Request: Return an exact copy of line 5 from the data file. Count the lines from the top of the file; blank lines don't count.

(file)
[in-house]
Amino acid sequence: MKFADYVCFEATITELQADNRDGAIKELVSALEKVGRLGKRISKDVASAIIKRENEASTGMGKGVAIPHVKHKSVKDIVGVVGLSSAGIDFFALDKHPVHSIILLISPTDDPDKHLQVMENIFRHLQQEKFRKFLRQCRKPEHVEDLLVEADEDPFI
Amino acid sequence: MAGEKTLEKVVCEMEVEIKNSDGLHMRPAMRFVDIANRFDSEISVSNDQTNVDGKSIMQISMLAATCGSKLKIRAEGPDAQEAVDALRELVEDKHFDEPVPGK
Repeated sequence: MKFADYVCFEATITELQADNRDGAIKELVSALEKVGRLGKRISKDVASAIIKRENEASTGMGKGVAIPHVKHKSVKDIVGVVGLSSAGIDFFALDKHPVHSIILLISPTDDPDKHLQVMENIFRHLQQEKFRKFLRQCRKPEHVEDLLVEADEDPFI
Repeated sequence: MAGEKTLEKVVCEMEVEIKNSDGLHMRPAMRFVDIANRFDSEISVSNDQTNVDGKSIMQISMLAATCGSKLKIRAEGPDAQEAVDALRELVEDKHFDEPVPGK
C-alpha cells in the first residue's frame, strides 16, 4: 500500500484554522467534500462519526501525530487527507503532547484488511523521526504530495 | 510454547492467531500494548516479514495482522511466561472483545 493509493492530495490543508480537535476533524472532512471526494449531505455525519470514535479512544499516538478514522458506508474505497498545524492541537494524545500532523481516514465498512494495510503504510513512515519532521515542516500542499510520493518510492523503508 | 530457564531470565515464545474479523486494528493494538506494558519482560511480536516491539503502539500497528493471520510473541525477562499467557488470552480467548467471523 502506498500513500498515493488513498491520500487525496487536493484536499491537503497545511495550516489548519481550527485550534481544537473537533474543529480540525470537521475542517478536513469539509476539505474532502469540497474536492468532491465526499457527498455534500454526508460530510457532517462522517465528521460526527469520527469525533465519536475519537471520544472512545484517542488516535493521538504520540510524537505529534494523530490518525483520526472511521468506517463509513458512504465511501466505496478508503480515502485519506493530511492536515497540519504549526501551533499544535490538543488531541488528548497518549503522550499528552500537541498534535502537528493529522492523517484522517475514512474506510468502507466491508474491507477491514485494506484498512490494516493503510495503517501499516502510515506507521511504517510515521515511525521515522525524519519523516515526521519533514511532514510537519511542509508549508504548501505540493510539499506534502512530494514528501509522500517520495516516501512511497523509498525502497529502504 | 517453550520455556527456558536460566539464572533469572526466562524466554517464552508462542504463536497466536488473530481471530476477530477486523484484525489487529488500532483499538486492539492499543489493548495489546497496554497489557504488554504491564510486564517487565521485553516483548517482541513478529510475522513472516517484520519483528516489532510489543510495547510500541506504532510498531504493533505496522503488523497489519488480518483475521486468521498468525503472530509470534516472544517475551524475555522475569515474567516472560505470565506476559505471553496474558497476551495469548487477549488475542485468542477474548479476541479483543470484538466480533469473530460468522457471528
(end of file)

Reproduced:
Repeated sequence: MAGEKTLEKVVCEMEVEIKNSDGLHMRPAMRFVDIANRFDSEISVSNDQTNVDGKSIMQISMLAATCGSKLKIRAEGPDAQEAVDALRELVEDKHFDEPVPGK